[root@bigboy network-scripts]#

 

o        Run the adsl-setup configuration script

 

[root@bigboy network-scripts]# adsl-setup

 

o        It will prompt you for your ISP username, the interface to be used (eth0) and whether you want to the connection to stay up indefinitely. We’ll use defaults wherever possible.

 

Welcome to the ADSL client setup.  First, I will run some checks on

your system to make sure the PPPoE client is installed properly...

 

LOGIN NAME

 

Enter your Login Name (default root): bigboy-login@isp

 

INTERFACE

 

Enter the Ethernet interface connected to the ADSL modem

For Solaris, this is likely to be something like /dev/hme0.

For Linux, it will be ethX, where 'X' is a number.

(default eth0):

 

Do you want the link to come up on demand, or stay up continuously?

If you want it to come up on demand, enter the idle time in seconds

after which the link should be dropped.  If you want the link to

stay up permanently, enter 'no' (two letters, lower-case.)

NOTE: Demand-activated links do not interact well with dynamic IP

addresses.  You may have some problems with demand-activated links.

Enter the demand value (default no):


 

o        It will then prompt you for your DNS server information. This step will edit your /etc/resolv.conf file. If you’re running BIND on your server in a caching DNS mode then you may want to leave this option blank. If you want your ISP to automatically provide the IP address of its DNS server then enter the word “server”.

 

DNS

 

Please enter the IP address of your ISP's primary DNS server.

If your ISP claims that 'the server will provide dynamic DNS addresses', enter 'server' (all lower-case) here.

If you just press enter, I will assume you know what you are

doing and not modify your DNS setup.

Enter the DNS information here:  

 

o        The script will then prompt you for your ISP password

 

PASSWORD

 

Please enter your Password:

Please re-enter your Password:

 

o        Then it will ask whether you want regular users (not superuser “root”) to be able to activate/deactivate the new ppp0 interface

 

USERCTRL

 

Please enter 'yes' (two letters, lower-case.) if you want to allow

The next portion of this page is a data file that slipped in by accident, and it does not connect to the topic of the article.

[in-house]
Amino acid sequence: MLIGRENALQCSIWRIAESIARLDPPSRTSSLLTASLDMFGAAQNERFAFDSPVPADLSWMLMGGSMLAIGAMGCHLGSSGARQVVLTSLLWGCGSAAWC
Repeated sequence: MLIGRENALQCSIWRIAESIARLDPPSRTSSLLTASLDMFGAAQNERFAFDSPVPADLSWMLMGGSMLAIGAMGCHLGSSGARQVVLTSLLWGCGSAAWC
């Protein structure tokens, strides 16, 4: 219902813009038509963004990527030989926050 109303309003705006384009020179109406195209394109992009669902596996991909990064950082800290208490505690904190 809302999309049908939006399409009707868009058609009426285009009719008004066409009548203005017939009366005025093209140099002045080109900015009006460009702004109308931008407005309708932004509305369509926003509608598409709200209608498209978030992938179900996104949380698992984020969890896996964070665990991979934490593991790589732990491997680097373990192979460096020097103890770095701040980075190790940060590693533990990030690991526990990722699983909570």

normal user to start or stop DSL connection (default yes):

 

o        The rp-pppoe package has two sample ipchains firewall scripts located in the directory /etc/ppp directory named firewall-standalone and firewall-masq. They are very basic and don’t cover rules to make your Linux box a web server, DNS server nor mail server. I’d recommend selecting “none” and using a variant of the basic script samples in the firewall chapter, or the more comprehensive one found in the Appendix.

 

FIREWALLING

 

Please choose the firewall rules to use.  Note that these rules are

very basic.  You are strongly encouraged to use a more sophisticated

firewall setup; however, these will provide basic security.  If you

are running any servers on your machine, you must choose 'NONE' and

set up firewalling yourself.  Otherwise, the firewall rules will deny

access to all standard servers like Web, e-mail, ftp, etc.  If you

are using SSH, the rules will block outgoing SSH connections which

allocate a privileged source port.

 

The firewall choices are:

0 - NONE: This script will not set any firewall rules.  You are responsible

          for ensuring the security of your machine.  You are STRONGLY

          recommended to use some kind of firewall rules.

1 - STANDALONE: Appropriate for a basic stand-alone web-surfing workstation

2 - MASQUERADE: Appropriate for a machine acting as an Internet gateway

                for a LAN

Choose a type of firewall (0-2): 0


 

o        You’ll then be asked whether you want the connection to be activated upon booting. Most people would say “yes”.

 

Start this connection at boot time

 

Do you want to start this connection at boot time?